For his latest recording, Alban Gerhardt has put together an album of encores in homage to Pablo Casals, the great Spanish cellist. Among the 20 short encore pieces, which Gerhardt found on LPs recorded by Casals, are forgotten gems including the cellist’s arrangement of Chopin’s Raindrop Prelude and Falla’s Nana, arranged by Maurice Maréchal. Here he tells us why he embarked on the project, why Casals is his idol, and what makes a great encore.
You’ve recorded over 20 CDs, including cello concertos by Prokofiev and Barber, sonatas by Brahms, suites by Bach and Britten, and even a previous disc of encores. Why did you decide to embark on this Pablo Casals project? I recorded an encore disc 13 years ago as my debut album for EMI. At that time I played lots of recitals and while I loved to play encores, I found it very difficult to record them. Now I don’t play as many recitals – I play more concertos – but I was missing the encores. They are like little jewels. I stumbled across the wonderful encore discs of Pablo Casals and found many pieces I’d never heard of. I love it that he plays them with care, like it’s the greatest music ever, not salon music.
Has Pablo Casals always been an inspiration? He was my first big idol. Later I replaced him with other people, and at some points I didn’t like him at all. When I was 13 or 14 I read his book Joys and Sorrows: Reflections and found it a bit self-indulgent, and there’s that LP of him in the White House when he played a bit out of tune, so I thought he wasn’t that great. But I came back to him and realised how much he did for the cello, how wonderful he was. How he plays JS Bach has a value even today. It’s not Baroque-informed, but the music starts to speak. He treats music as language, while managing to sing.
Were you worried about imitating him at all? Honestly, I completely forgot about him. I listened to two or three of the encores extensively because I wanted to write down the little cadenzas he did. I had to listen to the Chopin Nocturne in E flat for an hour for just 10 seconds of little cadenza-like stuff because it was so quick and hard to make sense of. But I didn’t listen to the LPs for inspiration; I wanted to do my own thing.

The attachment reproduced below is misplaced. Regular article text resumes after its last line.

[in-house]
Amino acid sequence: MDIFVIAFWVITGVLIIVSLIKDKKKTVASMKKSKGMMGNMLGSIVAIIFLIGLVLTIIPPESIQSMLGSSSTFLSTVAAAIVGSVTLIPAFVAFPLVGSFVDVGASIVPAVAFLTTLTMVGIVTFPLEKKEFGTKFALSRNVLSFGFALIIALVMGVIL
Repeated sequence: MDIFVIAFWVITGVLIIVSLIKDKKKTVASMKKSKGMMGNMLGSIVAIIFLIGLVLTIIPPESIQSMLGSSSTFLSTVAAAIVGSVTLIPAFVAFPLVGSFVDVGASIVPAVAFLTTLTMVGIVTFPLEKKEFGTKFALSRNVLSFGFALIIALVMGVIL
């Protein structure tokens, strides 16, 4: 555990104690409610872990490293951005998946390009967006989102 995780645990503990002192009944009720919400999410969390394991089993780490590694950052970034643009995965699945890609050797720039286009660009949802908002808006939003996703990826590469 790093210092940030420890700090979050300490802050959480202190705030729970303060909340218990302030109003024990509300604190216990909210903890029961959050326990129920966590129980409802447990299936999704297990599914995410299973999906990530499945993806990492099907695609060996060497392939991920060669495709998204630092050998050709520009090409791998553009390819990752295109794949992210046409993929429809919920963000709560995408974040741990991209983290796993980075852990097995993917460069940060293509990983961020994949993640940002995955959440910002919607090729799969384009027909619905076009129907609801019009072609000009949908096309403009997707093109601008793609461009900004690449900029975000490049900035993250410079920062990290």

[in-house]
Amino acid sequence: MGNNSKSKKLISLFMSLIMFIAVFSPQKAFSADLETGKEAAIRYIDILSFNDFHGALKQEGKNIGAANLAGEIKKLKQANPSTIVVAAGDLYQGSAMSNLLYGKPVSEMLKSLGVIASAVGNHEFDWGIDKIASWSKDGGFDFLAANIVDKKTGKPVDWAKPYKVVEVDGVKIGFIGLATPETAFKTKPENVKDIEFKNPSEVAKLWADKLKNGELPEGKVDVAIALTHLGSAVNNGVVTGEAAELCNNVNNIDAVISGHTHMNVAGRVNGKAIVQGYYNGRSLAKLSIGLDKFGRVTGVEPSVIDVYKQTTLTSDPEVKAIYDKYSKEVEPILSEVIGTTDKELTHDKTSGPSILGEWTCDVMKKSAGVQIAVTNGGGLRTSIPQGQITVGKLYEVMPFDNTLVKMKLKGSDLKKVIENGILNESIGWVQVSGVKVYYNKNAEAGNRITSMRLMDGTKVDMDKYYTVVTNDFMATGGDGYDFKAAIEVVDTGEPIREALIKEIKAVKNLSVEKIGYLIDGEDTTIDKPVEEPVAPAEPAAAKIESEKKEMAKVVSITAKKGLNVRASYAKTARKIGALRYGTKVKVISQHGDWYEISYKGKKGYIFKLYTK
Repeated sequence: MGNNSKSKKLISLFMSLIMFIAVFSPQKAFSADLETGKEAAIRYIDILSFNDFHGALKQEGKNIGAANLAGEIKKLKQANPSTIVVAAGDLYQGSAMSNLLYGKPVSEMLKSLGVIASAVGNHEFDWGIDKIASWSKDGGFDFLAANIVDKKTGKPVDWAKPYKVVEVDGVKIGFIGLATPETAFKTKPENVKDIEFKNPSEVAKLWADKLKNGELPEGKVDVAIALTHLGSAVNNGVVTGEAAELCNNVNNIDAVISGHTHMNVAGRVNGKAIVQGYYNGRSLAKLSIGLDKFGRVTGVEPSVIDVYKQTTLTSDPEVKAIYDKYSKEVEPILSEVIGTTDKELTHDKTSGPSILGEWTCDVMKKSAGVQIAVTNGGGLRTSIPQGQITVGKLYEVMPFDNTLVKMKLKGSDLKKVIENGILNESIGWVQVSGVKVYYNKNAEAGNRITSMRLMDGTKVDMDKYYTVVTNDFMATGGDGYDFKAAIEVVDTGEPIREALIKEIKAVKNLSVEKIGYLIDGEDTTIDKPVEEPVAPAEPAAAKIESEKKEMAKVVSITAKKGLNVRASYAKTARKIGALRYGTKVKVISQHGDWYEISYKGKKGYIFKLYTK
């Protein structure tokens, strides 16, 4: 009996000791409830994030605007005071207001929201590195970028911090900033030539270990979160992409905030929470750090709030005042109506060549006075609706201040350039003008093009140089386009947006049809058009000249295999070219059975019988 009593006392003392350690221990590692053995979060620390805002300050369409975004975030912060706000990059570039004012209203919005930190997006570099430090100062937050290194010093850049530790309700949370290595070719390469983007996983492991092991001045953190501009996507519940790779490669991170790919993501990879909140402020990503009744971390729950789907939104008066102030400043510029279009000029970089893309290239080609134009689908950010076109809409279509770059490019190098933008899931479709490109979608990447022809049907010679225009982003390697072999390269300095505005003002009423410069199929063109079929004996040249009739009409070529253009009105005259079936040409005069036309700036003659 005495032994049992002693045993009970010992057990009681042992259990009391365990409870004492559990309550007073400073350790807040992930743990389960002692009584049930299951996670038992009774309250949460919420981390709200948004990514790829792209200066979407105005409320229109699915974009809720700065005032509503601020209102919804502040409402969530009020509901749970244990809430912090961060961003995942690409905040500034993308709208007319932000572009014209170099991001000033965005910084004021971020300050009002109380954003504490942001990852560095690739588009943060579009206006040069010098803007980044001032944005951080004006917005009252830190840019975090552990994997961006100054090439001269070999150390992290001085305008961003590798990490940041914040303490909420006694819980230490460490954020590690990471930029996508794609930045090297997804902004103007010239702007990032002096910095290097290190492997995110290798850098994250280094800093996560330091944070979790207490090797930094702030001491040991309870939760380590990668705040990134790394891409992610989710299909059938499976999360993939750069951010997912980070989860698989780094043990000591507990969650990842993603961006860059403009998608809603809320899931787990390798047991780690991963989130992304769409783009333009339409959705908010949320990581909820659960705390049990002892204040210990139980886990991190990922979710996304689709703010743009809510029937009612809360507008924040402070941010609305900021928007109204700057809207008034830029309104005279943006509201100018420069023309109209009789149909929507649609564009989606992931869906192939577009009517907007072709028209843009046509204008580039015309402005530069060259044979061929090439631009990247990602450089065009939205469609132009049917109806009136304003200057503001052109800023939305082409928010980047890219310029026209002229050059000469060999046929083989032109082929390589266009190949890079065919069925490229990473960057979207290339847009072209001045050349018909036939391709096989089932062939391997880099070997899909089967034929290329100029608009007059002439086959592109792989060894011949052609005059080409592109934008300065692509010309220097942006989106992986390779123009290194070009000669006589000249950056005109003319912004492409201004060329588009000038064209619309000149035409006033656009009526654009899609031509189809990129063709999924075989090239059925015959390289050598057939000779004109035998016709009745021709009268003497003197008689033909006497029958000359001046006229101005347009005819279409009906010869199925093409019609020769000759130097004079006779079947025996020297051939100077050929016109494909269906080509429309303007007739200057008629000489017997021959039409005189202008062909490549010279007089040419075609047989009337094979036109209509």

Is it hard to pull off a programme of encores? I find it much harder than doing sonata repertoire. More recently I recorded the Fauré Sonatas, and it was much easier. You play for longer stretches, rather than just having to create all those little differences in character and expression in two or three minutes.
What do you think makes a good encore? It manages to say everything in a short time. A perfect encore combines virtuosity, melody and a deeper message. Often there’s a quick part, a slow part and a quick part, ending in fireworks so people scream. On this disc, many of the encores aren’t the greatest as Casals wasn’t a super-virtuoso: they are more subdued. If I do a disc, which I hope to eventually, of Emanuel Feuermann or Mstislav Rostropovich, there’ll be much more neck-breaking stuff on it.
Do you have a favourite from this programme? There are two I don’t like very much at all: the Kreisler Chanson Louis XIII and Pavane and the Wagner To the Evening Star. I thought of taking them out, but the producer convinced me they offered a different colour. I like the Chopin Nocturne: I was a big Chopin lover when I was 10 or 12 and I had recordings of everything by Chopin. Also I went to ballet classes when I was 9 or 10, and Chopin was played by the pianist there. And how Casals played this piece was also a childhood memory, because I listened to the recording when I was young. I also really like the Edward MacDowell encore, Romanze.
And do you have a favourite Casals recording? When I played the Dvořák Cello Concerto in London recently, the conductor Vladimir Jurowski said to me in the first rehearsal that he’d just listened to a very interesting recording. He named the Pablo Casals performance with the Czech Philharmonic Orchestra and George Szell, which I’d listened to a couple of years before and loved. It’s much less self-indulgent, much more forward-thinking and simple than it’s often played nowadays. It’s often too heavy and slow.